Manic Street Preachers @ Motorpoint Arena, Cardiff (21/05/2011)

May 24, 2011 by  

To say that there was a whir of anticipation in the air of the Motorpoint Arena on Saturday night is… well, clichéd at best, but it does aptly describe the atmosphere surrounding the homecoming of some of Wales’ most revered sons, the Manic Street Preachers who had not played this particular venue since 2007.

The Manics have always drawn a varied crowd. Ever since they ditched the sound of punk anarchism to set the bar for the post-Britpop pack to aspire to, their audience has sported a visible divide; a clash in appeal that was brought together by the love of a band who had reinvented themselves whilst still clinging on to their principles. What became evident as the multitudes of adoring fans poured in in their thousands was that that though these divides may still exist, visibly the Manics’ audience, like them is growing up. Gone were the plethora of teenage guerrilla rebels in Che Guevara attire and customised berets, and in came crowds of non-offensive t-shirts and suede boots, out for the night to watch a band, that not only do they adore, but also that had aged with them. It was possibly the widest ranging age groups that I’ve seen at a gig in years.

And so it was that in the hometown of the three-piece we were all there to see, we witnessed the complete transition of a group that has been the epitome of Welsh culture for over 20 years. This evolution can be placed firmly at the feet of the shift in musical style over the decade and a half. With the exception of ‘Journal for Plague Lovers’, M.S.P. have stayed the melodic and commercial course for almost 15 years now. Their latest album, ‘Postcards from a Young Man’ is the triumphant pinnacle of over a decade of releases, as the pendulum has swung back and forth between forms of pop sensibility and thrashy, angry petulance.

Starting the evening off more than adequately was The Joy Formidable who hail from North of the principality, and quickly punched their way through a vicious set of songs from their heralded debut ‘The Big Roar’, and kicked off what was to be a momentous celebration of national belonging and representation.

Then for the main event, as the Manics arrived from behind the stage curtains, rolling back the years as they lashed out ‘Stay Beautiful’ circa 1992 as if their past was just a week ago. This, and ‘Your Love Alone is Not Enough’ was to set the tone for the evening. The 23-strong setlist flitted from album to album, and apart from ‘Plague Lovers’ every album was represented by at least one track. The band were clearly out for a good time, but managed to flawlessly intersperse lesser known album tracks amongst their commercial staples with ease, and the biggest surprises of the evening came in the form of renditions of ‘My Little Empire’, ‘Enola/Alone’ and ‘Life Becoming a Landslide’. There were moments of tenderness laced with good humour, seen in tracks like 2004’s ‘Solitude Sometimes Is’, with the ever- conscious James Dean Bradfield suggesting that since they were about to play a song from ‘Lifeblood’ it may be an appropriate time to “go get a can of Breaker or something.” There is no shortage of self-awareness or sense of humour about their own success, so more is the delight when you realise that they just don’t care what anyone else thinks.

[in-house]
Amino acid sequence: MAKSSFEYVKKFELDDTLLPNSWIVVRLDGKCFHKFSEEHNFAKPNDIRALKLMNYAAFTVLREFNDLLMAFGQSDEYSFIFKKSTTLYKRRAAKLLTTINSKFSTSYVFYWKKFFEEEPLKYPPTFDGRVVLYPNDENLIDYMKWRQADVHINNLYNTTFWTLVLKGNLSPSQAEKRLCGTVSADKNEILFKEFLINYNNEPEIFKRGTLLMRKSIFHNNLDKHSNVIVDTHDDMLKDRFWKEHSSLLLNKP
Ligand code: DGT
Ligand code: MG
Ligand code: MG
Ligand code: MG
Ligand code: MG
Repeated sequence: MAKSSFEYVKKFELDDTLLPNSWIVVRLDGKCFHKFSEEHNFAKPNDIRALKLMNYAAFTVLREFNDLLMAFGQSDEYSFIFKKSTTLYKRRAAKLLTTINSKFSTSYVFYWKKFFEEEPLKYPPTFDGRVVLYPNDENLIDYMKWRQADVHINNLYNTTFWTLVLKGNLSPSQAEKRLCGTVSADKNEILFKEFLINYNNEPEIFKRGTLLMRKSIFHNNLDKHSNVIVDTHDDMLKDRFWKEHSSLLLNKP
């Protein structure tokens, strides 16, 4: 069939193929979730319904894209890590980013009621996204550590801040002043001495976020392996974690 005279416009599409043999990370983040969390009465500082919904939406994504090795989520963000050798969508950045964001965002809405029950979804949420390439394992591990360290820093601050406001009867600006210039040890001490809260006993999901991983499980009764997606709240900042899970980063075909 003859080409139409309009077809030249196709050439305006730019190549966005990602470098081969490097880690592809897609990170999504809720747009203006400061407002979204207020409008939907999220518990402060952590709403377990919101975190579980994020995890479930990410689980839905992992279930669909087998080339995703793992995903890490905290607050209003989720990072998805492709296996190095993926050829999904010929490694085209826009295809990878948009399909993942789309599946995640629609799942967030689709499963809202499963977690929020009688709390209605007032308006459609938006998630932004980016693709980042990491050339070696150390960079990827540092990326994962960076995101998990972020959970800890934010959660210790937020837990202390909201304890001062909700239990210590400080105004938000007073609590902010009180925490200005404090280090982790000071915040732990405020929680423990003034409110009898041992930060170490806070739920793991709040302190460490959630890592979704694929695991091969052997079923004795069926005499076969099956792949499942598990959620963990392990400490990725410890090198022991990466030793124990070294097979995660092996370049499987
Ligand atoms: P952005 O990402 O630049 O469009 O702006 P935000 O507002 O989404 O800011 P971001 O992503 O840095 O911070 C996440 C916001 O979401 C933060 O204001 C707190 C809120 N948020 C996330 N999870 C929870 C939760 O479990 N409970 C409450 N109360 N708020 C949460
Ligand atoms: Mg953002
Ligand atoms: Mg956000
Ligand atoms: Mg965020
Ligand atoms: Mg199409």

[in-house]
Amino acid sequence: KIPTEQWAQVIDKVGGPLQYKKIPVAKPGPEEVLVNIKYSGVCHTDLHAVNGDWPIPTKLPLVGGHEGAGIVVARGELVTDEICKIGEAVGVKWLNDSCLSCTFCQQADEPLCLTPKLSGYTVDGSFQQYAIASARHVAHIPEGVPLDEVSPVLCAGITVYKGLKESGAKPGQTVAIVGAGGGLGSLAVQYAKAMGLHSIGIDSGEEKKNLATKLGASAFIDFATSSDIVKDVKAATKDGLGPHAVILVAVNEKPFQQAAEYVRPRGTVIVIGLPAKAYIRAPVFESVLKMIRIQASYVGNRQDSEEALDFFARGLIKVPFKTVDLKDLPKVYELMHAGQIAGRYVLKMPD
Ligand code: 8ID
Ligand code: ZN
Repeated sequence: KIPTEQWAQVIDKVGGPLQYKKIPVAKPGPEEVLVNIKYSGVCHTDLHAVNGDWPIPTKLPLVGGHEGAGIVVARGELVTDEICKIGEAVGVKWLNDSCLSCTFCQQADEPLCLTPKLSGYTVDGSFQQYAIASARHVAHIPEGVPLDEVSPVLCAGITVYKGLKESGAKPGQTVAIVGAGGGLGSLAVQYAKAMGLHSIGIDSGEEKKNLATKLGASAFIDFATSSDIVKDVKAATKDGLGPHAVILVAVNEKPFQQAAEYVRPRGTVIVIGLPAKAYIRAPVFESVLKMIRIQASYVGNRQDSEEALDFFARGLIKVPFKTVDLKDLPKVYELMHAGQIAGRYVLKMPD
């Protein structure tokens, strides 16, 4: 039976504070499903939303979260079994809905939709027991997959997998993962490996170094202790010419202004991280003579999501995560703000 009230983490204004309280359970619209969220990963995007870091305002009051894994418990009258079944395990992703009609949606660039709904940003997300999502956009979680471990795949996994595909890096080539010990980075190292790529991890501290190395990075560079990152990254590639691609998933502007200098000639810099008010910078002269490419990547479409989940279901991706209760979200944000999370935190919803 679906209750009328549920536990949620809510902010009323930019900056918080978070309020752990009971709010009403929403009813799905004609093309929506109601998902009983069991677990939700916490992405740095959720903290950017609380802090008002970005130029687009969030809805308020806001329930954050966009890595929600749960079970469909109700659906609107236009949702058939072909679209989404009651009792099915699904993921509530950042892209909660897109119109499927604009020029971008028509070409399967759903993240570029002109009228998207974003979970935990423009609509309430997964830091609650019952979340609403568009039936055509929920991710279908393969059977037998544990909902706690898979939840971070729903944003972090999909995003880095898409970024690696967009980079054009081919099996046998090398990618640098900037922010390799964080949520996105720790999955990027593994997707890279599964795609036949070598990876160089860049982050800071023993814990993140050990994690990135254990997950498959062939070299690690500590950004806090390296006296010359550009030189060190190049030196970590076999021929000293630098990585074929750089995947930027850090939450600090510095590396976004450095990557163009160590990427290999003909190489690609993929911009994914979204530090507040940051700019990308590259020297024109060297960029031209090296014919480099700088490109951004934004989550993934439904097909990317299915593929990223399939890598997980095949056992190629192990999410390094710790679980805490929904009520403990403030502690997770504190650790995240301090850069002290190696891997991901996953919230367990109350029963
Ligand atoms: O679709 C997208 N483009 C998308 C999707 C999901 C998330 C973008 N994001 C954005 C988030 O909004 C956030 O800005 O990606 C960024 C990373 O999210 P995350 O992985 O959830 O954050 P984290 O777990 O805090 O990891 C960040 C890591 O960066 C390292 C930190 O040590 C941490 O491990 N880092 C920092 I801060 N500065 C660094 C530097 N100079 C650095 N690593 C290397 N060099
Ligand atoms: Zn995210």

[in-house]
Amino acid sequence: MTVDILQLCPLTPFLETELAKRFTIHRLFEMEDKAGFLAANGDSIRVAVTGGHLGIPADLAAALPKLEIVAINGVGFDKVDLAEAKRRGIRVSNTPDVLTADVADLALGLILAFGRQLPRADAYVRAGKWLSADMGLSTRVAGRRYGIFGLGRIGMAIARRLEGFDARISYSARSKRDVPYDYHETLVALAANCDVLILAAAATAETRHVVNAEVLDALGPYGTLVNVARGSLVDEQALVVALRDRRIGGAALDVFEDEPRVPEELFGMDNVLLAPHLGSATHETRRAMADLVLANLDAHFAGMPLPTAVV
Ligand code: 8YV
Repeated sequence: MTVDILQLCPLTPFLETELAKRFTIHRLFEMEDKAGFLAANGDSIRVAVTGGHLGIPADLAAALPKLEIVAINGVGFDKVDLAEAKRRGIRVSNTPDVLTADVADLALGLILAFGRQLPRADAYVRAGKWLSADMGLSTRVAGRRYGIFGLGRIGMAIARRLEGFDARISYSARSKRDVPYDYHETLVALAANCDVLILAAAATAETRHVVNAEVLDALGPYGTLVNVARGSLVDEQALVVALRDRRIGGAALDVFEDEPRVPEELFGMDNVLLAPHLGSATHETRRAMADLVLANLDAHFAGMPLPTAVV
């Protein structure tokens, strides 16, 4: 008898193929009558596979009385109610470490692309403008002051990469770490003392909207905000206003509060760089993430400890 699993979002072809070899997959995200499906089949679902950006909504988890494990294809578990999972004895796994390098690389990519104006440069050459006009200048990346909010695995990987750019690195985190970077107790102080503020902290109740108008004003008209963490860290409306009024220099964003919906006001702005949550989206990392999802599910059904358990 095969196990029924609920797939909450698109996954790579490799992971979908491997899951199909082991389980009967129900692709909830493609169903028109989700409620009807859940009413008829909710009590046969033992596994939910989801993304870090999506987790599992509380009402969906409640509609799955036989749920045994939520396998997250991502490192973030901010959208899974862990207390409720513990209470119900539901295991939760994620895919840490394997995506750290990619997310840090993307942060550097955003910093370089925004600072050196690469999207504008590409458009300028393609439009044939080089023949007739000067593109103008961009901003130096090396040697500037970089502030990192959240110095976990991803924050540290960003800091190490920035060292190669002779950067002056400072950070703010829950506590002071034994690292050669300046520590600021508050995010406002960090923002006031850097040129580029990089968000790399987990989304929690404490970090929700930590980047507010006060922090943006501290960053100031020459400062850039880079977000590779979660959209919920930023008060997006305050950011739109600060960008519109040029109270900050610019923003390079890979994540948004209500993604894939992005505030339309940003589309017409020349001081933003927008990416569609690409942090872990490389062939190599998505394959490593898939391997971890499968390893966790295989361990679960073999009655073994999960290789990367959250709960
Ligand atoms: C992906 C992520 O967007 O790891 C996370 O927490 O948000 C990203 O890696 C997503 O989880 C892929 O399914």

Nicky Wire was engaging from start to finish. Microphone adorned with feather boas, he was a constant tower of presence and didn’t disappoint his crowd, as after a brief solo interlude from Bradfield, he emerged from the stage to complete the set in a mini skirt fashioned from a Welsh flag. Of the two band leaders on the night, he was the more outspoken and acerbic, only speaking to bite out rallying cries and proclaim his troupes glory, but a Manics crowd cannot help being taken over by the confidence and likeability of JDB, who led the 5000-strong capacity in a rousing acoustic rendition of ‘Everything Must Go’, illustrating the undercurrent of the evening – a celebration of Wales, of Cardiff and of coming home.

Maybe typically, the older songs were more jagged around the edges than the newer material, with ‘Slash N’ Burn’ ripped through with fuzzy abandon and ‘Of Walking Abortion’ not quite hitting the mark in terms of sharpness. Perhaps also a shame was that only the singles from ‘Postcards from a Young Man’ were included, as there are some truly brilliant moments to choose from that album. Songs that can stand their ground amongst anything ‘This Is My Truth Tell Me Yours’ has to offer, and that could have had a place considering this tour was still in support of that album.

The Manics have highlighted their intentions in the media to once again move away from their more marketable and pop-orientated traits, and have already penciled in a new album for later this year that is going to be as sharp and cutting as a razorblade, so it may have been more than just a celebration of achievement. It could also have been a fitting tribute or swansong to mark the passing of years of hard work and durability. Whatever the outcome, you’re never going to completely kill off the Manics that we saw on stage, but the only reason they were living off past glories here was that the spectators wouldn’t let them do anything else. We’ll see what the future brings for the Manic Street Preachers, but if they can’t find anything befitting, then the present version will do just fine thank you.


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